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Wildlife Markets and the Coronavirus

Coronavirus Disease 2019 (COVID-19) and Wildlife Markets

The emergence of Coronavirus Disease 2019 (COVID-19) was first linked to the sale of wild animals for human consumption in wildlife markets and/or wildlife farms in China. Since the outbreak began in 2020, however, scientists and other experts, recognizing that this link had not been proven with certainty, have continued to explore other possible sources. The most likely alternative is that the virus accidentally leaked from a scientific research institute, such as the Wuhan Institute of Virology. Nonetheless, Dr. Francis Collins, the director of the National Institutes of Health, stated in May, 2021 that, “It is most likely that this is a virus that arose naturally, but we cannot exclude the possibility of some kind of a lab accident.” While the origin of the virus may remain somewhat in question, it is still valuable and important to understand the link between wildlife markets and wildlife farms and disease transmission from non-human animals to humans.

What is the connection between the coronavirus pandemic and wildlife markets?

Wildlife markets and wildlife farms create conditions in which the transfer of animal-based diseases (zoonoses) from non-human animals to humans is highly likely. Several other zoonotic diseases and outbreaks, for example, also originated from wildlife markets, including Ebola, HIV, SARS, and Middle East Respiratory Syndrome (MERS). In fact, an estimated 75% of emerging infectious diseases among humans are zoonotic, meaning they are spread between animals and people.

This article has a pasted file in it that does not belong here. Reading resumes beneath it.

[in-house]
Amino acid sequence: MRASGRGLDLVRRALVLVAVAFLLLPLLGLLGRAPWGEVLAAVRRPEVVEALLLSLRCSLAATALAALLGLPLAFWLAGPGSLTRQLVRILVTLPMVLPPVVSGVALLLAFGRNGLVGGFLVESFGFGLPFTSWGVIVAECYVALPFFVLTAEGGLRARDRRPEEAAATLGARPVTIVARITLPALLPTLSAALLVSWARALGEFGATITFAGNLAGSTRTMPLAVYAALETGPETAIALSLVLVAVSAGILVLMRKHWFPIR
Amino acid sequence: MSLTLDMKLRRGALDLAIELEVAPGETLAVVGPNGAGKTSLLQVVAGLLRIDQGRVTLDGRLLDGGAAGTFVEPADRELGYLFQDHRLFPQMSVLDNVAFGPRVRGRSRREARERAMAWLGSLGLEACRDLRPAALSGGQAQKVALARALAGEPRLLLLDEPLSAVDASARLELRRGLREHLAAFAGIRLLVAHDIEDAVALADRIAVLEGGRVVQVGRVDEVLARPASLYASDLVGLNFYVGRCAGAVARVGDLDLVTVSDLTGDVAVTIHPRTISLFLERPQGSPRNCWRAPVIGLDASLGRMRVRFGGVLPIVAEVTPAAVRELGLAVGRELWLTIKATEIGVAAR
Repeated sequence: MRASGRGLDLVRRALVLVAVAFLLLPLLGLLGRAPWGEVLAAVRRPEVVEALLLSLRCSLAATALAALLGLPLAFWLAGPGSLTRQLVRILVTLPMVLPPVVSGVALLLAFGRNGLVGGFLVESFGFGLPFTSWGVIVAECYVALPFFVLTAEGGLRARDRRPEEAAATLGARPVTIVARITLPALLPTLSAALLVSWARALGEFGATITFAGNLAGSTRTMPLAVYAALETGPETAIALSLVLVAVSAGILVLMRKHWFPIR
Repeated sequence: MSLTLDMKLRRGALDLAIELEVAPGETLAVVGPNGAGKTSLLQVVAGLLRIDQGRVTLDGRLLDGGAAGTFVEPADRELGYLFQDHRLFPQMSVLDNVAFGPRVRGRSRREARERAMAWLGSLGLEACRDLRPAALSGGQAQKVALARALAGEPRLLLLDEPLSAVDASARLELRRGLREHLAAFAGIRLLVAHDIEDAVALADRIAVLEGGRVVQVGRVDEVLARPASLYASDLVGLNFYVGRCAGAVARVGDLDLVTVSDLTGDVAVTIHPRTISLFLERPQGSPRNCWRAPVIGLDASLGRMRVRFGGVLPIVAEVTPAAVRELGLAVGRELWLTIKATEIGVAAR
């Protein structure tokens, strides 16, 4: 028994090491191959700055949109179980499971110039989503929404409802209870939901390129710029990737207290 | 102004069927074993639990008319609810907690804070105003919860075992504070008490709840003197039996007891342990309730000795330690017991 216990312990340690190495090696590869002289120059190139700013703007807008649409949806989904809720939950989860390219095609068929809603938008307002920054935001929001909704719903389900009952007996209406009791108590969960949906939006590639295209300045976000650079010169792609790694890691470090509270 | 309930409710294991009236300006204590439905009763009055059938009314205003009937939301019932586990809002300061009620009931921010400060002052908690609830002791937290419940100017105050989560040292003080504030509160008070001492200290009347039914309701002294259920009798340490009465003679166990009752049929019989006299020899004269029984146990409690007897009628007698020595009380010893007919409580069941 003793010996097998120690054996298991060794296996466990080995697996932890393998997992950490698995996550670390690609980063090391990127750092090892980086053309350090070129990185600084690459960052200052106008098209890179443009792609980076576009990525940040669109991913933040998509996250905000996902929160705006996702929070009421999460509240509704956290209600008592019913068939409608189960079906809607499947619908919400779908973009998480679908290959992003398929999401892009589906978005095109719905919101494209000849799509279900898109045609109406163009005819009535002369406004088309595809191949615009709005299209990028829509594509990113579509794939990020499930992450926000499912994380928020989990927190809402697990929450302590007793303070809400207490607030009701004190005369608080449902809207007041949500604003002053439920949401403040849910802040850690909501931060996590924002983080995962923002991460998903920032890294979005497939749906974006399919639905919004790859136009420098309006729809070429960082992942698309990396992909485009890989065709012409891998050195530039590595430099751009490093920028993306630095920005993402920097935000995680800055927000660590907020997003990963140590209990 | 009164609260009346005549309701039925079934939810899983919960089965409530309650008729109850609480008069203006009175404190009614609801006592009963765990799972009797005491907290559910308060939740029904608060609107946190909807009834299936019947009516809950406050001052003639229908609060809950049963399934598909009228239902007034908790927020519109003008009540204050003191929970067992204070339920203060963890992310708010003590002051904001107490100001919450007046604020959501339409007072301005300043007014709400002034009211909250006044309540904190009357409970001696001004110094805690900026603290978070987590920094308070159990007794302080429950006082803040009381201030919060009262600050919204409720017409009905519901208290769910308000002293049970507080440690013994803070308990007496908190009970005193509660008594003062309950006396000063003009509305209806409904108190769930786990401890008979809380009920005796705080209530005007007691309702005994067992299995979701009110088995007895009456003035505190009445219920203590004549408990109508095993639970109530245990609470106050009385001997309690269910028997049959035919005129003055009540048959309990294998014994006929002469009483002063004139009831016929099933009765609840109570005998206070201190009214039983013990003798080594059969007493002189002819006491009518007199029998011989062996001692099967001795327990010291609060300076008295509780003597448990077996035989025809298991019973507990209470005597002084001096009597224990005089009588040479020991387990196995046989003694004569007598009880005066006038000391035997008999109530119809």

I’ve heard these markets are called “wet markets.” Why is that?

It’s important to understand that the term “wet market” is oftentimes used in an overgeneralized and confusing manner. Many “wet markets” consist of several very different, and separated, sections. There is typically a part of the market that carries no animals at all, but rather items like fruits, vegetables, flour, and even cooking utensils. There is also typically a section that carries more common livestock, like pigs, chickens, and seafood, which is separate from the area where wildlife are sold. A more precise definition of “wet markets” are markets that sell live and dead animals, ranging from livestock to fish to wild animals of any kind.

Interestingly, the wildlife component of these markets in China is relatively small and relatively new. It’s only since roughly the 1980s that these markets began including wildlife, and the wildlife component makes up as little as 10% of the overall market.

Do live wildlife markets and wildlife farms exist outside of China?

Yes, they exist around the world.

Why do so many zoonotic diseases emerge from wildlife markets?

There are several reasons. Live animals in wildlife markets are kept in extremely cramped and inhumane conditions, not unlike in factory farms in the U.S., which subjects them to high levels of stress and, just like people, when animals are stressed they are more likely to get sick. And because they are in such confined conditions, and also because it is not unusual for different species to be kept in close quarters with one another, illnesses among the animals spread readily. Cages are often stacked on top of each other, facilitating easy exchange of all types of bodily fluids. Additionally, animals are slaughtered and sold on-site, which creates many opportunities for viruses to jump from animals to people.